The audiometer records the lowest level of sounds to which the subject responds at each of the frequencies. The resulting chart provides a visual representation of the hearing loss of the test subject across frequency. Frequencies at which the test subject required louder sound levels before the signal was audible indicate frequencies at which the test subject has suffered hearing loss.
Audiometers may include multi-band equalizers and may provide modes that simulate a hearing aid or simulate hearing loss by altering the relative levels of frequency bands within a test signal.
BRIEF DESCRIPTION OF THE DRAWINGS
FIG. 1 is an example audiogram generated by an audiometer, showing the hearing frequency response curves for a person with normal hearing and a person with impaired hearing.
FIG. 2 is a schematic view of an embodiment of the system of the audiogram equalizer.
FIG. 3 is a schematic view of a method of using the system of the audiogram equalizer.
FIG. 4 is a view of an embodiment of the LINX COIL® element.
DESCRIPTION OF THE INVENTION
Before proceeding with the detailed description, it should be noted that the present teaching is by way of example, not by limitation. The concepts presented herein are not limited to use or application with one specific type of system and method for improving audio signals.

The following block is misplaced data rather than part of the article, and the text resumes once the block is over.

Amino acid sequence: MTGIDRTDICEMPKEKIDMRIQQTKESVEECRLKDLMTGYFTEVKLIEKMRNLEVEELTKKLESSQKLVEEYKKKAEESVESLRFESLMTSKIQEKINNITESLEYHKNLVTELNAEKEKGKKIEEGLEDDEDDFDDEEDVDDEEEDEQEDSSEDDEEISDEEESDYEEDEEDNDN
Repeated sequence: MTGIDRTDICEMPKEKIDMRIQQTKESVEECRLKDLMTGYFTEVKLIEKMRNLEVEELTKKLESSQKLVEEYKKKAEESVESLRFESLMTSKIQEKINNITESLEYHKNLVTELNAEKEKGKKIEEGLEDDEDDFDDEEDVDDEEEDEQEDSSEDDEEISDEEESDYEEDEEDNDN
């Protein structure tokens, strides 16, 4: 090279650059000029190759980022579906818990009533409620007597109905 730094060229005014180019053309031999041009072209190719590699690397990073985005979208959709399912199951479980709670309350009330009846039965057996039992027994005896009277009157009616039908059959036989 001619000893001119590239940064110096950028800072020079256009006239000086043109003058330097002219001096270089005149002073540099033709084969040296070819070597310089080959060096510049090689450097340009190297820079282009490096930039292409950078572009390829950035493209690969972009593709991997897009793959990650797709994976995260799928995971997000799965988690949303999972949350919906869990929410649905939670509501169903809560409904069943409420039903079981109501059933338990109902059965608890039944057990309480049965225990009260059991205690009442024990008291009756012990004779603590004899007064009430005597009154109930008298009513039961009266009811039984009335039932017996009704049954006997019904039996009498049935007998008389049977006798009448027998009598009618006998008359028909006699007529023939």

Thus, although the instrumentalities described herein are for the convenience of illustration and explanation, shown and described with respect to exemplary embodiments, the principles disclosed herein may be applied to other types and applications of audio signal improvement systems and methods without departing from the scope of the present invention.
Referring to FIG. 1, an audiogram 100 is shown that represents the hearing response of two people. The audiogram 100 is a chart graphing the minimal sound level to which a person responds at a variety of frequencies across the spectrum typically within the range of human hearing. The information for each person is represented by two lines on the chart, one for each ear.
In FIG. 1, the hearing response typical of a person of normal hearing is represented by lines 102 and 104, representing the hearing response of the right and left ears, respectively. The response of the normal hearer is relatively constant across the spectrum of frequencies to which a normal ear responds. The normal hearer can hear sounds of roughly 0 dB, with some variation about that accepted normal level.